So much has changed from the early 1990s when our colleague and columnist Nick Irvine commentated on hockey for Sky Sports at Birmingham University. A single camera set-up with rudimentary graphics, a yellow, sandy pitch and a dirty white ball probably made for a viewing experience (the pictures I stress, not the commentary) that drove people to other sporting options faster than a Wapping Hockey Club pint race. (Watch them on YouTube!).
So why, when technology has moved so far forwards and the number of channels available has multiplied beyond belief are our own indoor finals not going to be on TV? I think the problem lies in that we are now used to high quality hockey content from every corner of the planet, taking for granted the costs of the production to put together the professional studio shows that we now take for granted.
It has taken a long time with any number of challenges to see hockey on digital and terrestrial channels, epic events such as the success of the GB women in Rio have a catalyst effect, having your sport seen by 9 million people on prime-time telly tends to do that, but it all started a long time ago.
When the FIH decided to change the rights fees for competitions (the amount a governing body pays to host top events) and then control its own TV output it meant more consistent coverage, more cameras, better replays, but increased expectations. Video umpires being integrated into the game relied upon the work of several cameras and a director who knew what they were doing. Potentially a big screen for the crowd to also understand what was going on. Amazing technology but adding tens’ if not hundreds of thousands onto an event budget. But as the game evolved, rules changed, timings were altered, the coverage changed to match it. Multi-million-pound value in kind deals with companies such as Star Sports and BT Sports have seen more regular international hockey on TV, complementing the long standing coverage of the EHL and what is now 5 years of the Hockey India League.
We all recognise that in our increasingly digital, content driven, immediate gratification world every sport is fighting for its place, sprinting to stand still as other sports are added to the schedule for global events. It is this that causes hockey it’s problem and why the indoors isn’t on TV. At the beginning, back at Birmingham University, Sky offered one camera, broadcast quality to create our hockey magazine show. Now, two Go-Pros and some wifi can see a match delivered via live stream to the world and the quality would be better than those early Birmingham days. Our expectation now is to see touch screens analysis at half-time, suited pundits, super-slow motion replays but unfortunately that all carry’s a cost. With limited budgets and a full calendar of international hockey events now available to them a producer such as BT will look at the England Hockey Super Sixes and cost it as a three-day project (set-up, production, break down) for a two-hour show from an outside broadcast location and decide it isn’t worth the money!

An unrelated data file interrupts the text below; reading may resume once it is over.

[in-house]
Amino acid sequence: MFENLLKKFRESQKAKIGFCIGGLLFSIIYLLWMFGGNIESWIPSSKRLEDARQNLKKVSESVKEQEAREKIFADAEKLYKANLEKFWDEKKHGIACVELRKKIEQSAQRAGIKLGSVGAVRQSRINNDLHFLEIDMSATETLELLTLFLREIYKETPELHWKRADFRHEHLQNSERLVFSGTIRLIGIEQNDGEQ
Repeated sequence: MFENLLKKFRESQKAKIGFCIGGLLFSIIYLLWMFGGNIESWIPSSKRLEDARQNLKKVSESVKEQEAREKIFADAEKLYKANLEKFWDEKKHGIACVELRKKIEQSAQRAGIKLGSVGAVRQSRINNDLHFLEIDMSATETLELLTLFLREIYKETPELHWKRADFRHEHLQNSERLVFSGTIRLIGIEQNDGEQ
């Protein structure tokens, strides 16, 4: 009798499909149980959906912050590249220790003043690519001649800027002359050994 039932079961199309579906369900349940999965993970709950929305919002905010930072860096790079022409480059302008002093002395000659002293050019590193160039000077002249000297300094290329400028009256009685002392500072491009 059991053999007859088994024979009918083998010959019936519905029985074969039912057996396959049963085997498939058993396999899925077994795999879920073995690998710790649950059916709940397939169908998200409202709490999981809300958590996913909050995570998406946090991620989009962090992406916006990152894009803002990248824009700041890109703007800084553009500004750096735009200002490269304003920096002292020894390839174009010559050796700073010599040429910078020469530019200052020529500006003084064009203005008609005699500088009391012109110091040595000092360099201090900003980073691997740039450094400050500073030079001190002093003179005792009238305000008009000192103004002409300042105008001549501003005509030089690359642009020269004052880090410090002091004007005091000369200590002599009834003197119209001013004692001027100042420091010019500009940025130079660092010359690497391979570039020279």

Should England Hockey then pay for that coverage at a cost of tens of thousands of pounds? I don’t think they should. It would be funded from club subscription money and that could be better spent elsewhere.
Instead, let’s get creative, let’s use our domestic events to create content for our passionate, knowledgeable hockey audience. Let’s stream it with go-pros, hand held cameras, get comments from our armchair experts and sofa based fans. Let our valuable partners such as BT deliver as much as they want from the international arena, but let’s take back control of our domestic coverage. Stream more, centralise the content from the clubs on an England Hockey channel, use clubs who already putting things online, incorporate the Monday Night Hockey programme from Galvanised Media but expand it. Let’s create a model where every club knows how to stream hockey. Let’s take hockey to the masses by using the technology and expertise available to us.
Get one of the coaches in a club to voice over the first team highlights from the weekend, stop people watching cats falling off window ledges on YouTube, let them watch the first team captain with goal of the day, or blooper of the month. Create local heroes and then with such an overwhelming block of content we can not only all watch hockey when we like, how we like, but we can actively encourage the production companies to do more. Or Wapping can simply challenge them to a pint-race.
by Simon Mason for The Hockey Paper